Oskar is a meek 12-year-old boy living in a suburb of Stockholm. He's regularly bullied and spends his spare time fantasizing about murder and revenge, collecting newspaper clippings about gruesome crimes. A strange, pale girl named Eli moves into the apartment next door to Oskar's, alongside her older guardian, Håkan. As Oskar and Eli's relationship develops, strange murders start piling up around them. Is Eli the cause of the murders?

This strangely emotional vampire flick is based on Let the Right One In by John Ajvide Lindqvist, and it's well known for breaking many conventions of the vampire genre.

4. The Shining (1980)

The Shining follows Jack Torrance (Jack Nicholson), who has accepted a position at the isolated Overlook Hotel over the winter. Soon after he arrives with his wife Wendy (Shelley Duvall) and son Danny (Danny Lloyd), strange things start happening. Danny discovers that he has psychic abilities called "the shining" that allow him to interact with the hotel's many ghosts. The hotel also has a sinister hold on Jack, whose sanity is starting to slip. 

The world's best-loved locked-door thriller is based on the 1977 novel by the master of horror, Stephen King. However, King didn't like the film adaptation, describing Duvall's portrayal of Wendy Torrance as "a screaming dishrag", amongst other criticisms.

3. Audition (1999)

After Shigeharu Aoyama's (Ryu Ishibashi) wife dies, his film producer friend stages a fake audition to help him find a new wife. The girl that he chooses is Asami Yamazaki (Eihi Shiina), a beautiful young actress that Aoyama immediately falls for, despite the numerous men that have gone missing or been found dismembered after interacting with her. After she disappears following their first night together, Aoyama attempts to track her down, only to fall deeper into her twisted web...

Audition is one of the most disturbing films ever made, and it influenced horror directors like Eli Roth and the Soska sisters. It's based on a novel of the same name by Ryu Murakami.

2. Psycho (1960)

How was I ever going to write an article like this without talking about Psycho? The iconic Hitchcock film follows Marion Crane (Janet Leigh), who's on the run after stealing $40 000 from her job in order to run away with her boyfriend Sam (John Gavin). She stops for the night at the isolated Bates Motel and ends up having dinner with the strange owner, Norman Bates (Anthony Perkins). As Marion stays in the hotel, it becomes apparent that there's something off about Norman Bates...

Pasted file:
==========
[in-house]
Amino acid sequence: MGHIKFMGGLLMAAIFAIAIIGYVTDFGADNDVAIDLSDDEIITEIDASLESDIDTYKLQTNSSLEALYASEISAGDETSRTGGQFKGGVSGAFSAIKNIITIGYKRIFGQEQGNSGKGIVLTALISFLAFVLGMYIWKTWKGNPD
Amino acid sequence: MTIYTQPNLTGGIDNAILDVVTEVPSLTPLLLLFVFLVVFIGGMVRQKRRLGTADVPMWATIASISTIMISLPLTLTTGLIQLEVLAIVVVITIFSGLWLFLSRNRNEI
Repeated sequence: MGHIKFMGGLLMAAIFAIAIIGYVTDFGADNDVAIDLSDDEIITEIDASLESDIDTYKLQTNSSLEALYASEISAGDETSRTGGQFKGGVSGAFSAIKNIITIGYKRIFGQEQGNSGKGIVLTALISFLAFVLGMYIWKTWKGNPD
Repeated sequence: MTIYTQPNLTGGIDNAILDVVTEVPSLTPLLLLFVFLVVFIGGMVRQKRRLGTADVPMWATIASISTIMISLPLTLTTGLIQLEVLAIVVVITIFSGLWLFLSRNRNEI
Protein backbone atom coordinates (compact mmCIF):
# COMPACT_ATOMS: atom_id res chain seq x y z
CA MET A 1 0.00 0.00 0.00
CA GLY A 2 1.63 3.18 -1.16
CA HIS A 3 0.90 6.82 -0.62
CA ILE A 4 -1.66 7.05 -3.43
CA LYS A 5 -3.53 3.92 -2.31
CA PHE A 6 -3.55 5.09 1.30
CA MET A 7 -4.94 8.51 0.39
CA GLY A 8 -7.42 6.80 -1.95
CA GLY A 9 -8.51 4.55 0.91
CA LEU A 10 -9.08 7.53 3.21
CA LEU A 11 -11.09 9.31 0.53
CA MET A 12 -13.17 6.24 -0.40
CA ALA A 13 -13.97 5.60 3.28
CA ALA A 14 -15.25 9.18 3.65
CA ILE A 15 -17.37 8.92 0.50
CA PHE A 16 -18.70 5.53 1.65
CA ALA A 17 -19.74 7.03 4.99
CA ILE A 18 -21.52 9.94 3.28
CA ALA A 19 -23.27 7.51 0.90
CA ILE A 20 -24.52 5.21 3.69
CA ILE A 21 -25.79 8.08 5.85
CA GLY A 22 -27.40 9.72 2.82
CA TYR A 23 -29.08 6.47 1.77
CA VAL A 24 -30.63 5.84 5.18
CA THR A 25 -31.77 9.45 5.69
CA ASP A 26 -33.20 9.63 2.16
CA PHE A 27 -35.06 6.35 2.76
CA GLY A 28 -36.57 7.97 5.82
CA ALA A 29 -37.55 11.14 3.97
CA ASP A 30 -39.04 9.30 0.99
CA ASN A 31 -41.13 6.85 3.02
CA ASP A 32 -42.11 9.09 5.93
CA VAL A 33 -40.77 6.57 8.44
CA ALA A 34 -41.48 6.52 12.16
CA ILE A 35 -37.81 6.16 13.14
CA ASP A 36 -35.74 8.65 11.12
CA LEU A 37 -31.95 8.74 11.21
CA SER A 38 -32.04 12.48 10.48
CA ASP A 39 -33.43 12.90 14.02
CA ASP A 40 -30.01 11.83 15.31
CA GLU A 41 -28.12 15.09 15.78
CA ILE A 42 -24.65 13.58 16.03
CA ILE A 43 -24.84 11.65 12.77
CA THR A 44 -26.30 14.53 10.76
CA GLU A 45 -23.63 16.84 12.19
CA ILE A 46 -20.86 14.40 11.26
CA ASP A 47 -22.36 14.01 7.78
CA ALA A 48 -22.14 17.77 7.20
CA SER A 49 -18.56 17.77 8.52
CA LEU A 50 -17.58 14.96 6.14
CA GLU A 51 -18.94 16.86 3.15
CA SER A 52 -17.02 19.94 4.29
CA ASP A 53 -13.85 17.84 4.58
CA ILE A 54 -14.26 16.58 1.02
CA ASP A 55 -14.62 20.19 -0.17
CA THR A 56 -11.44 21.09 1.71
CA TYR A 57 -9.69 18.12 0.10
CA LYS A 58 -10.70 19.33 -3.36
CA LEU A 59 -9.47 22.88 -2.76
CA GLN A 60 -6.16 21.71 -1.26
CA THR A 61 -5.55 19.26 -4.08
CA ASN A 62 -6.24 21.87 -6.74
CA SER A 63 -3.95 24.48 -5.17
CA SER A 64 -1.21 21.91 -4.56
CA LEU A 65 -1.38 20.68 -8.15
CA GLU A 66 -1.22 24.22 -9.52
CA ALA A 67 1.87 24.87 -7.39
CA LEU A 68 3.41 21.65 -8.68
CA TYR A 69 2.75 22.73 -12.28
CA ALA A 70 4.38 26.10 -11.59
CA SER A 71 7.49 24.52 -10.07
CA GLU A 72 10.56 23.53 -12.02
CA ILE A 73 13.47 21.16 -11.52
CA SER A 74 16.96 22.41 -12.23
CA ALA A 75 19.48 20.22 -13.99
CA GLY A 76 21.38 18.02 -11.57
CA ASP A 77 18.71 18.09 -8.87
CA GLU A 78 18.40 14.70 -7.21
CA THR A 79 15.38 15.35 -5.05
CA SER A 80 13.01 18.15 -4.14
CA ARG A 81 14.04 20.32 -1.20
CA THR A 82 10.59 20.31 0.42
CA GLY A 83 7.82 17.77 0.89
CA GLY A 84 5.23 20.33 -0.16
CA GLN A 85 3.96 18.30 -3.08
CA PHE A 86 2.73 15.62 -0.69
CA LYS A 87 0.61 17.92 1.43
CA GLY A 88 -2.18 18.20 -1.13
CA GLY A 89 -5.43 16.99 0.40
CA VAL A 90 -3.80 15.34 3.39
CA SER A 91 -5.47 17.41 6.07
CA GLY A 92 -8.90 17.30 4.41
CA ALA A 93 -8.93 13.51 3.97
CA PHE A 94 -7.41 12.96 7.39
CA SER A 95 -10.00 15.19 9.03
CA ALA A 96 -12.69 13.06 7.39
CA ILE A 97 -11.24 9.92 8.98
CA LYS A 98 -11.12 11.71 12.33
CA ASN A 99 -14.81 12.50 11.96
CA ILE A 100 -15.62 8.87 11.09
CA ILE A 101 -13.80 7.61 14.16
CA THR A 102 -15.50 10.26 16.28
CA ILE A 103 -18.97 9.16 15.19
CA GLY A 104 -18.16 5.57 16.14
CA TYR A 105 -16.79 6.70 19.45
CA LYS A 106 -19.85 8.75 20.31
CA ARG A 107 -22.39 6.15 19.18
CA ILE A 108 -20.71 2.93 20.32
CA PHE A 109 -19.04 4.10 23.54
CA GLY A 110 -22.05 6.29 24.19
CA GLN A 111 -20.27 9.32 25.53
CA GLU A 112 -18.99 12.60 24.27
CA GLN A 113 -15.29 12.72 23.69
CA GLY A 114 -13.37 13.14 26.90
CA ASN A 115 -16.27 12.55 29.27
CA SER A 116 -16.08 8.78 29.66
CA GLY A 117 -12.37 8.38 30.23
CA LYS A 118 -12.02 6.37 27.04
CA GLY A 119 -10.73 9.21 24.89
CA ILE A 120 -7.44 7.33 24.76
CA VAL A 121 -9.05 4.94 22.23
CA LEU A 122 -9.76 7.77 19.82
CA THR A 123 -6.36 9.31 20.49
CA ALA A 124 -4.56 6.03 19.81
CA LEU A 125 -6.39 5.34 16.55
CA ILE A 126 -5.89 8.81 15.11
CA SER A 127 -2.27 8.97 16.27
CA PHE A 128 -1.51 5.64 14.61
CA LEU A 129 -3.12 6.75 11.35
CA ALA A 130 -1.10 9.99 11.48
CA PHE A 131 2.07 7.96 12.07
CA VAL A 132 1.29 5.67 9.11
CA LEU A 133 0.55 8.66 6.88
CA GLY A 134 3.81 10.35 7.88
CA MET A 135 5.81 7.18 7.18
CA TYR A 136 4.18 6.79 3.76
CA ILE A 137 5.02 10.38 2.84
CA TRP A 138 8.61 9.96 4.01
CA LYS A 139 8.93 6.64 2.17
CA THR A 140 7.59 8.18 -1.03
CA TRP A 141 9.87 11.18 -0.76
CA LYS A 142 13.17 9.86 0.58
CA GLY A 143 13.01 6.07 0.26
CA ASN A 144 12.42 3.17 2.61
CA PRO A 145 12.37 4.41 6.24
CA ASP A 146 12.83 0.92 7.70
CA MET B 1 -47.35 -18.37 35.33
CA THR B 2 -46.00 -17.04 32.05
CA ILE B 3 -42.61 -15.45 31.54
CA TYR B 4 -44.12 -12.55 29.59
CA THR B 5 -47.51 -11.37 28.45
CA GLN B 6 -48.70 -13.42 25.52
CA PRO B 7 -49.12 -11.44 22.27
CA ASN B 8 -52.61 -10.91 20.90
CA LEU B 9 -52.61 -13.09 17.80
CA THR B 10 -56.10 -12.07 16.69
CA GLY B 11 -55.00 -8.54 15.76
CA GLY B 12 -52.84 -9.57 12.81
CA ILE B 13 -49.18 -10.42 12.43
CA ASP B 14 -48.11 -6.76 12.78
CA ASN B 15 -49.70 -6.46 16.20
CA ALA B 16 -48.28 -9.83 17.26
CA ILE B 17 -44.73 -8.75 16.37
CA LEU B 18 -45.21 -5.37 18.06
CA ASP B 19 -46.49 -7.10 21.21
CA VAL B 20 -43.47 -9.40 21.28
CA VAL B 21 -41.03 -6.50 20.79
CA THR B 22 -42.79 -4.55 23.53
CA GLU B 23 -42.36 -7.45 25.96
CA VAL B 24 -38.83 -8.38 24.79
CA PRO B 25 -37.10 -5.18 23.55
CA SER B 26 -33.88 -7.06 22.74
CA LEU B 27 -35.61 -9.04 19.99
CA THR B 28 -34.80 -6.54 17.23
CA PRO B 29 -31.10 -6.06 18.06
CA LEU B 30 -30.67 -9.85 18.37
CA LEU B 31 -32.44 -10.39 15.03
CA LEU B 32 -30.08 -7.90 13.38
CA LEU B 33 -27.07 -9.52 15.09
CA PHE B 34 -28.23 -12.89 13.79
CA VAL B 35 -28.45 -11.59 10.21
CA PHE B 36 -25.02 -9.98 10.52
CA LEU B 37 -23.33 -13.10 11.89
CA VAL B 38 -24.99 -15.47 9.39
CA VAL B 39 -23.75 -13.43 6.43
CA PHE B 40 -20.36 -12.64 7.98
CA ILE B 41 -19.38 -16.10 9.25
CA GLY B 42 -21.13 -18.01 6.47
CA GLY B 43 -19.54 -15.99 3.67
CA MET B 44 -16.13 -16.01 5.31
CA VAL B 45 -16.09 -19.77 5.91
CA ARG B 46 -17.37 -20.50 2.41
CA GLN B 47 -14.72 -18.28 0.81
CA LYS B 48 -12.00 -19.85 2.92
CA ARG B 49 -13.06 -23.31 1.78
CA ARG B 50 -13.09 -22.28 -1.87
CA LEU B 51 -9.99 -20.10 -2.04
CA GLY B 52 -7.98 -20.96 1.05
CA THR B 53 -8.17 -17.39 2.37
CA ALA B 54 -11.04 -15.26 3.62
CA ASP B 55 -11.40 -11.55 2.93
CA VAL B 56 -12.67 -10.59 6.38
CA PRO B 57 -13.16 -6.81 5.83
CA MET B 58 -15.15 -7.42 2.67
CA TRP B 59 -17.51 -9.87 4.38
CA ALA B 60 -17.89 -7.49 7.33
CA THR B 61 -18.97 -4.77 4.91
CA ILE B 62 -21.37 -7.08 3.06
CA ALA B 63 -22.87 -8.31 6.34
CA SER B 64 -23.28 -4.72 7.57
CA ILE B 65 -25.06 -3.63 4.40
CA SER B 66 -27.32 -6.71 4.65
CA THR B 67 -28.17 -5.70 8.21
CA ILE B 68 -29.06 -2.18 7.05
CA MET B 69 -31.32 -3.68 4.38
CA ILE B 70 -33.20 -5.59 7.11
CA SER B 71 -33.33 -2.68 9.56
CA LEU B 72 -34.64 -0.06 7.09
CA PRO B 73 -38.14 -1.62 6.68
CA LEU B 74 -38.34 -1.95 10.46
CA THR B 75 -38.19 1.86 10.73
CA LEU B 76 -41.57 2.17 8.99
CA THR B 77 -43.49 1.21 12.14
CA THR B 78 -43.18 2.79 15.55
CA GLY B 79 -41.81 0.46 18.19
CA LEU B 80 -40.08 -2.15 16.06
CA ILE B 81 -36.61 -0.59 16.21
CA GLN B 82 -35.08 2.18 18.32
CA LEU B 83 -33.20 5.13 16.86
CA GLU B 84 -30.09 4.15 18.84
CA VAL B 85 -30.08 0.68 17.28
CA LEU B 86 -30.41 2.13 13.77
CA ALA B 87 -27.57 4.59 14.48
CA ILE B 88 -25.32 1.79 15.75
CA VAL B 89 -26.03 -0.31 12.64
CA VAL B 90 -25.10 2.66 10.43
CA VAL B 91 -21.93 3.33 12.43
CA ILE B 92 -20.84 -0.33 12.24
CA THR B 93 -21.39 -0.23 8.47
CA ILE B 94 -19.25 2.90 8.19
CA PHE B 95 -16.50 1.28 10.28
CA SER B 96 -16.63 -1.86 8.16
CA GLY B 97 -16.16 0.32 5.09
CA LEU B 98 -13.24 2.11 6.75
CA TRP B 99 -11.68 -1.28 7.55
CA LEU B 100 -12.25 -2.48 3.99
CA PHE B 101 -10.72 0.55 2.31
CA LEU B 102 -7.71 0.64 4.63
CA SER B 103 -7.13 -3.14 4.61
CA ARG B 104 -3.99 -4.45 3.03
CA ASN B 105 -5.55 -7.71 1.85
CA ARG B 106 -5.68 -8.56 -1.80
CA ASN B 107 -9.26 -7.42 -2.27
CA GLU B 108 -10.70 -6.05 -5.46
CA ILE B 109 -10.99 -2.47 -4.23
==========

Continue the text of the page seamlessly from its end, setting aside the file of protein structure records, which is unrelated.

Psycho is often named as one of the single most influential films ever made - it's often thought of as the first-ever slasher film, and it would later pave the way for big-screen baddies like Jason Voorhees, Michael Myers, and Freddy Krueger. It was based on a novel of the same name by Robert Bloch that was published in 1959.

1. The Silence of the Lambs (1991)

Clarice Starling (Jodie Foster) is hunting a madman. The young FBI trainee has been tasked with catching the notorious Buffalo Bill (Ted Levine), who skins his female victims. To gain some insight into who could commit such gruesome crimes, Clarice decides to consult Dr. Hannibal Lecter (Anthony Hopkins), a psychiatrist imprisoned after going on a cannibalistic murder spree. To stop the murders, Clarice must engage in a deadly cat-and-mouse game with not one, but two twisted psychopaths.

Silence of the Lambs is one of the most well-known psychological horror films in the world, and Anthony Hopkins' excellent performance as Hannibal Lecter would influence generations of horror movie baddies. The film was based on The Silence of the Lambs by Thomas Harris, published in 1988. It's the second in a series of four books about Hannibal Lecter, all of which have influenced iconic films and TV shows.

I divide my time between playing games at unholy hours of the night and writing about them; occasionally I allot moments for sleep and refueling.
Gamer Since: 2008
Favorite Genre: FPS
Currently Playing: Kholat, Prey, Graveyard Keeper, Stardew Valley
Top 3 Favorite Games:BioShock 2, Civilization IV, Plague Inc: Evolved